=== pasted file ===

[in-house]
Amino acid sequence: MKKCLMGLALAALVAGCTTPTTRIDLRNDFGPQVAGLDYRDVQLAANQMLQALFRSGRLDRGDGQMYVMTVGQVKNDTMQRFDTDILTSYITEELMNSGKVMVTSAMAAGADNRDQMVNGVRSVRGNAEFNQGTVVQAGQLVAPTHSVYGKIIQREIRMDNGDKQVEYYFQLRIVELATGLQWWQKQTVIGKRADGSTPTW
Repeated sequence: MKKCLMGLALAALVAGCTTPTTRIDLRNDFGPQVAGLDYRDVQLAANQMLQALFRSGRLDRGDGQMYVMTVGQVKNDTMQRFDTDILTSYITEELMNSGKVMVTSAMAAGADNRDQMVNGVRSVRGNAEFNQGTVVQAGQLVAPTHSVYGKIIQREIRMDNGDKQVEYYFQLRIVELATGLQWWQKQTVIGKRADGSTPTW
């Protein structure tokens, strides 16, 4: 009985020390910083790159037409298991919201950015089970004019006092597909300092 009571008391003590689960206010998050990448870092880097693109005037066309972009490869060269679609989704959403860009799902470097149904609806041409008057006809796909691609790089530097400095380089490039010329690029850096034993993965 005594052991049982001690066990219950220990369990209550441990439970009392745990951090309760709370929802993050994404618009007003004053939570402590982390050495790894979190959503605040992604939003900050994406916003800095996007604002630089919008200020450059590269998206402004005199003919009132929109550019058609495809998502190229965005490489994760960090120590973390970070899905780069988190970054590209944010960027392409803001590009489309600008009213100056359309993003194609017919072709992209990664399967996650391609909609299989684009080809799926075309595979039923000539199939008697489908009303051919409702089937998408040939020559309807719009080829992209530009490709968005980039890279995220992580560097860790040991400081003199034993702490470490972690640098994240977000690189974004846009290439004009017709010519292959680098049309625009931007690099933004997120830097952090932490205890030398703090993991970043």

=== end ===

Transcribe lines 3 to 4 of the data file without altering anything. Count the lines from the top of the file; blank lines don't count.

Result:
Repeated sequence: MKKCLMGLALAALVAGCTTPTTRIDLRNDFGPQVAGLDYRDVQLAANQMLQALFRSGRLDRGDGQMYVMTVGQVKNDTMQRFDTDILTSYITEELMNSGKVMVTSAMAAGADNRDQMVNGVRSVRGNAEFNQGTVVQAGQLVAPTHSVYGKIIQREIRMDNGDKQVEYYFQLRIVELATGLQWWQKQTVIGKRADGSTPTW
């Protein structure tokens, strides 16, 4: 009985020390910083790159037409298991919201950015089970004019006092597909300092 009571008391003590689960206010998050990448870092880097693109005037066309972009490869060269679609989704959403860009799902470097149904609806041409008057006809796909691609790089530097400095380089490039010329690029850096034993993965 005594052991049982001690066990219950220990369990209550441990439970009392745990951090309760709370929802993050994404618009007003004053939570402590982390050495790894979190959503605040992604939003900050994406916003800095996007604002630089919008200020450059590269998206402004005199003919009132929109550019058609495809998502190229965005490489994760960090120590973390970070899905780069988190970054590209944010960027392409803001590009489309600008009213100056359309993003194609017919072709992209990664399967996650391609909609299989684009080809799926075309595979039923000539199939008697489908009303051919409702089937998408040939020559309807719009080829992209530009490709968005980039890279995220992580560097860790040991400081003199034993702490470490972690640098994240977000690189974004846009290439004009017709010519292959680098049309625009931007690099933004997120830097952090932490205890030398703090993991970043």